talk sense
To speak rationally and coherently.
talk the talk
To speak knowledgeably about something, especially something that one claims or implies one can do well.

[Middle English talken; see del- in Indo-European roots.]
Usage Note: The phrasal verbs talk about and (less commonly) talk of sometimes have a piece of writing as their subject, as in The article talks about the humanitarian crisis in the Sudan and The book talks of continuing barriers to free trade. While this usage might seem a natural semantic extension—no different, really, from the similar and widely accepted use of the word discuss—for many people talk remains primarily associated with speaking, and using it for a written medium violates a norm of standard grammar. The Usage Panel has mixed feelings about this construction. In our 2001 survey, 58 percent accepted it in the sentence The book talks about drugs that exist in many of our communities. Writers who wish to avoid the problem can use discuss or another nonspeaking verb such as argue or maintain instead.
ThesaurusAntonymsRelated WordsSynonymsLegend:
Noun1.talks - a discussion intended to produce an agreementtalks - a discussion intended to produce an agreement; "the buyout negotiation lasted several days"; "they disagreed but kept an open dialogue"; "talks between Israelis and Palestinians"
give-and-take, discussion, word - an exchange of views on some topic; "we had a good discussion"; "we had a word or two about it"
parley - a negotiation between enemies
diplomacy, diplomatic negotiations - negotiation between nations
bargaining - the negotiation of the terms of a transaction or agreement
collective bargaining - negotiation between an employer and trade union
horse trading - negotiation accompanied by mutual concessions and shrewd bargaining
mediation - a negotiation to resolve differences that is conducted by some impartial party
References in classic literature ?
Tony talks about him like he was president of the railroad.
When the Huron talks to the women, his tribe shut their ears.
And in the deep forest, where only the old trees can hear, and the strip of sky see it, he talks with thee, sitting on a heap of moss
I was much there that year--it was a beautiful one; and we had, in her off-hours, some strolls and talks in the garden-- talks in which she struck me as awfully clever and nice.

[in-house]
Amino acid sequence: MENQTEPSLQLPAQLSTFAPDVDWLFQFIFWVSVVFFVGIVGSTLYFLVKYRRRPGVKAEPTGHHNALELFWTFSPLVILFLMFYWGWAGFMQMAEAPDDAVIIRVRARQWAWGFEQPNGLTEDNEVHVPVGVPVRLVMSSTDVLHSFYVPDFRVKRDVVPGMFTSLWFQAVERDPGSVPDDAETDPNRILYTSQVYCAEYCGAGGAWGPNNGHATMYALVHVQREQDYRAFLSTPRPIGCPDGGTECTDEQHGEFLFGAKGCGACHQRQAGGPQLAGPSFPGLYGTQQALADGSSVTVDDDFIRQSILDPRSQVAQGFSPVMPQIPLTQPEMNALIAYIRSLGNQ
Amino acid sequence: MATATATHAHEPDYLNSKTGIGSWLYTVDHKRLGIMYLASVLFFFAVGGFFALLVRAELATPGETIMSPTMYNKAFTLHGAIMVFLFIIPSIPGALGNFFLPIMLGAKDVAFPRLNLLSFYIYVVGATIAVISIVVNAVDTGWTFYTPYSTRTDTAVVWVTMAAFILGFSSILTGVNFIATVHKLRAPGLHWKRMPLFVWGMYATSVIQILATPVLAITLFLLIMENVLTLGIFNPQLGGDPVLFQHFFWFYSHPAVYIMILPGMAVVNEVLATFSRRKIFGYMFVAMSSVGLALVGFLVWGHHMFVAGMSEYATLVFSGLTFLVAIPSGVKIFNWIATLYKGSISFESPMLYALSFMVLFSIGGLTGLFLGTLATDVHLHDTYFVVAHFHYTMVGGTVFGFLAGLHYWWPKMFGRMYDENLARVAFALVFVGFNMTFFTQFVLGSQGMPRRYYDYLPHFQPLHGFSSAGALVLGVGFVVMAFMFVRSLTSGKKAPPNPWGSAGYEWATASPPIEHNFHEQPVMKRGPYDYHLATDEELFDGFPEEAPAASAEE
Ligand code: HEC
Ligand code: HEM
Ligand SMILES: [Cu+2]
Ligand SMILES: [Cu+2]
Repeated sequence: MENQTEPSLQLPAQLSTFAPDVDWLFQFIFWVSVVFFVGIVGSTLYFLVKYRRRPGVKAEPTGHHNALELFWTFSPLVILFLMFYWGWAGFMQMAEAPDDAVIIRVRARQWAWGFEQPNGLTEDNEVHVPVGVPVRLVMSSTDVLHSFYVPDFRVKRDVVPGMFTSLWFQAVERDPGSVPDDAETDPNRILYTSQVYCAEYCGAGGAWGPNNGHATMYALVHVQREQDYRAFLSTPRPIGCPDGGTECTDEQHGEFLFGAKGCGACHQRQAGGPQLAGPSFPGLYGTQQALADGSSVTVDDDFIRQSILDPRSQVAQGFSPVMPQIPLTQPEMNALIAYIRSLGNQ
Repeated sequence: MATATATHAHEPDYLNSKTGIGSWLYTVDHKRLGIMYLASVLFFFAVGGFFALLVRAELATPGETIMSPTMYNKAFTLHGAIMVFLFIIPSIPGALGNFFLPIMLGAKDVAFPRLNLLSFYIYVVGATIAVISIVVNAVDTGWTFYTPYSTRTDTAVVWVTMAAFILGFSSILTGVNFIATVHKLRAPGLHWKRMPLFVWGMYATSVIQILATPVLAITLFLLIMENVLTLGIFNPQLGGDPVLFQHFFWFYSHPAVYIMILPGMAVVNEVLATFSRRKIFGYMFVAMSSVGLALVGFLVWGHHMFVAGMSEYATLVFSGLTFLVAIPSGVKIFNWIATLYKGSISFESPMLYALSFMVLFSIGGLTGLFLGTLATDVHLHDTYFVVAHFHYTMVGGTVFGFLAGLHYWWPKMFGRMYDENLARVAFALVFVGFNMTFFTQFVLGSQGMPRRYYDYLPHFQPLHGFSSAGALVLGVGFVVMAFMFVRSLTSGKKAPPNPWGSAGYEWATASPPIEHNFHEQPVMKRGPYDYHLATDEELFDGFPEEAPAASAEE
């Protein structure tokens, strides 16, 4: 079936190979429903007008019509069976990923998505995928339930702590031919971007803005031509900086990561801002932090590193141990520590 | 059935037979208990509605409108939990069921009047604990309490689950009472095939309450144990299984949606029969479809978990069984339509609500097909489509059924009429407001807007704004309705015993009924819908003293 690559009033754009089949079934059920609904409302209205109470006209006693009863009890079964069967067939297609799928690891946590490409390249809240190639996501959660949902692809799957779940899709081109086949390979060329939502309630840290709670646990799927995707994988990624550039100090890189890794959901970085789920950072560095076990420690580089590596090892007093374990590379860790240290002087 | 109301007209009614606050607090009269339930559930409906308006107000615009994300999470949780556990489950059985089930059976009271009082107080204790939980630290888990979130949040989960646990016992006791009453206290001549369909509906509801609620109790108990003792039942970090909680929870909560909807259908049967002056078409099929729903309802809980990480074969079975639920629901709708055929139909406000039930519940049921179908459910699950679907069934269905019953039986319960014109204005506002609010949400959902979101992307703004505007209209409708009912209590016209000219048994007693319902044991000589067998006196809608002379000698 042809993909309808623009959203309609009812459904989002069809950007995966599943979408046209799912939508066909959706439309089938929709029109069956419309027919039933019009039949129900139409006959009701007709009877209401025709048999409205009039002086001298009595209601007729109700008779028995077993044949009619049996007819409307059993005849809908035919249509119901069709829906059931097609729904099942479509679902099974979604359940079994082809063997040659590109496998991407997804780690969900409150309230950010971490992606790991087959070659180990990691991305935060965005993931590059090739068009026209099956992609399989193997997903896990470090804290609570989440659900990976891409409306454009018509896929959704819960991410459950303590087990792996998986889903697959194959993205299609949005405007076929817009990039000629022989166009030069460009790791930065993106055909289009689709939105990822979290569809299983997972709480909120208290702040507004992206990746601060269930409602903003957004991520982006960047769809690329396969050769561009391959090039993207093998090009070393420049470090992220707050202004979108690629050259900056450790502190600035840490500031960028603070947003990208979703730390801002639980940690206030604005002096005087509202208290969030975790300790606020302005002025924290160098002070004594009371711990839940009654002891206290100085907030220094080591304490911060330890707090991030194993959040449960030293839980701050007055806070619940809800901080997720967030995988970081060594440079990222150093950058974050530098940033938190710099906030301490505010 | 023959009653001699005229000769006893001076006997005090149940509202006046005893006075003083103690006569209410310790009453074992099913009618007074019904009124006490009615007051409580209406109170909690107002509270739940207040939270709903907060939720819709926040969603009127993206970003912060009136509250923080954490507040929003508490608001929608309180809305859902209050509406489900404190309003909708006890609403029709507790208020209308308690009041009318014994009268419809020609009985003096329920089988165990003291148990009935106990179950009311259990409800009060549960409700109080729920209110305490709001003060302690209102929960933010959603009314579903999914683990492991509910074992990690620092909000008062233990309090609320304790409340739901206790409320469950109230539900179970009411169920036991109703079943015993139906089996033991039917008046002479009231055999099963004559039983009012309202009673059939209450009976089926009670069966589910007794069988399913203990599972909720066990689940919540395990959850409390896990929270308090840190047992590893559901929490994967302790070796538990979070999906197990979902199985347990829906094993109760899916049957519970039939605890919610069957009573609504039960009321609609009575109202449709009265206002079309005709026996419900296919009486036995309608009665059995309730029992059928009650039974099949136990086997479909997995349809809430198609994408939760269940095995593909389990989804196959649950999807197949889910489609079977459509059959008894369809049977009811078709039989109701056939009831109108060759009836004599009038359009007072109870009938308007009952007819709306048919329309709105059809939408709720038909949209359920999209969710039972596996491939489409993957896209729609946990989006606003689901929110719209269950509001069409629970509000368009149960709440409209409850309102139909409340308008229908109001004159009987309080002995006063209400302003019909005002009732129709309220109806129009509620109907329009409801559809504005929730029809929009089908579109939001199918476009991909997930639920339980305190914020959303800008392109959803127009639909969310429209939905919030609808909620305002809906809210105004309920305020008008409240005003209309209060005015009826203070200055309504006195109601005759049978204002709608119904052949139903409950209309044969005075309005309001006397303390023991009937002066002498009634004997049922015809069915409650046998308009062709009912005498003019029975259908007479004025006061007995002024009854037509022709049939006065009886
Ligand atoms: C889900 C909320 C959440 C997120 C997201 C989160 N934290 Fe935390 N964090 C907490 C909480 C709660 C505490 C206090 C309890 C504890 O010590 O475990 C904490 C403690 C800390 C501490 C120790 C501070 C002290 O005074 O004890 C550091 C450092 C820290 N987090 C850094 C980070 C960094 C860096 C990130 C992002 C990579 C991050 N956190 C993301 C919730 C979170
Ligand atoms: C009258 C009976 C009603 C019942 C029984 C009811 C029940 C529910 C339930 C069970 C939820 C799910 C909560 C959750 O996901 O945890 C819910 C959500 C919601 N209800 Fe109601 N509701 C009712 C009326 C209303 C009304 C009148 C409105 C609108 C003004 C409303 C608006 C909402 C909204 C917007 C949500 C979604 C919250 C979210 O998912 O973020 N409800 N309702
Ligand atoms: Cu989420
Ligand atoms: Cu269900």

Furthermore, as his windpipe solely opens into the tube of his spouting canal, and as that long canal --like the grand Erie Canal --is furnished with a sort of locks (that open and shut) for the downward retention of air or the upward exclusion of water, therefore the whale has no voice; unless you insult him by saying, that when he so strangely rumbles, he talks through his nose.
Sir Marhaus the king's son of Ireland talks like all the rest; you ought to give him a brogue, or at least a characteristic exple- tive; by this means one would recognize him as soon as he spoke, without his ever being named.
He understands all the languages, and talks them all, too.
It is no matter whether one talks wisdom or nonsense, the case is the same, the bulk of the enjoyment lies in the wagging of the gladsome jaw and the flapping of the sympathetic ear.
Roxy came every day, and had many talks about the family and its affairs.
She talks awful, but talk don't hurt -- anyways it don't if she don't cry.
That seemed to Miss Maxwell the effect of Rebecca on the groups of people with whom they now and then mingled; but they were commonly alone, reading to each other and having quiet talks.
Nor do I think it a part of Marianne's," said Elinor; "I should hardly call her a lively girl--she is very earnest, very eager in all she does--sometimes talks a great deal and always with animation--but she is not often really merry.